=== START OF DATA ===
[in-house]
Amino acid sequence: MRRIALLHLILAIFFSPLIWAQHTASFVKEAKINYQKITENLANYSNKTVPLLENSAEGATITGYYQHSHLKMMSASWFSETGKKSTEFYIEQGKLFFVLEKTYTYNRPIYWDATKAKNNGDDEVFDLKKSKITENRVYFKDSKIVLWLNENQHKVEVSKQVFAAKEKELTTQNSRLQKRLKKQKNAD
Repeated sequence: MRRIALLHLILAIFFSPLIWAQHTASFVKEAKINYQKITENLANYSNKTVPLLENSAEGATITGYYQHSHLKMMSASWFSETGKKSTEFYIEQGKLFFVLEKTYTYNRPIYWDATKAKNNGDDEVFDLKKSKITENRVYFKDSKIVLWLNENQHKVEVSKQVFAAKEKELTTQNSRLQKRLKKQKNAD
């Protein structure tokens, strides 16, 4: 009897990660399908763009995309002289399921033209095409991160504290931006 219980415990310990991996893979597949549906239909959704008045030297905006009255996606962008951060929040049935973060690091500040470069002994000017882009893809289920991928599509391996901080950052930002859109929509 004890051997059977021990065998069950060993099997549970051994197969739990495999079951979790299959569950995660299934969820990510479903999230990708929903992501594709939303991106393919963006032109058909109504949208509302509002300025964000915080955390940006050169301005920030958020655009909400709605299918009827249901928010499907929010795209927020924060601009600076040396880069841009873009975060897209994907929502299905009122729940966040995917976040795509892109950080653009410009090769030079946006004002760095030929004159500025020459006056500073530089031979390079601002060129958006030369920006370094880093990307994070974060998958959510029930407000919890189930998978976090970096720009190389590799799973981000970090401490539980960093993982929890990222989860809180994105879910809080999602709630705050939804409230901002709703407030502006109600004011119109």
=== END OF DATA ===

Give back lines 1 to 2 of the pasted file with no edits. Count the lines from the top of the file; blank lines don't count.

[in-house]
Amino acid sequence: MRRIALLHLILAIFFSPLIWAQHTASFVKEAKINYQKITENLANYSNKTVPLLENSAEGATITGYYQHSHLKMMSASWFSETGKKSTEFYIEQGKLFFVLEKTYTYNRPIYWDATKAKNNGDDEVFDLKKSKITENRVYFKDSKIVLWLNENQHKVEVSKQVFAAKEKELTTQNSRLQKRLKKQKNAD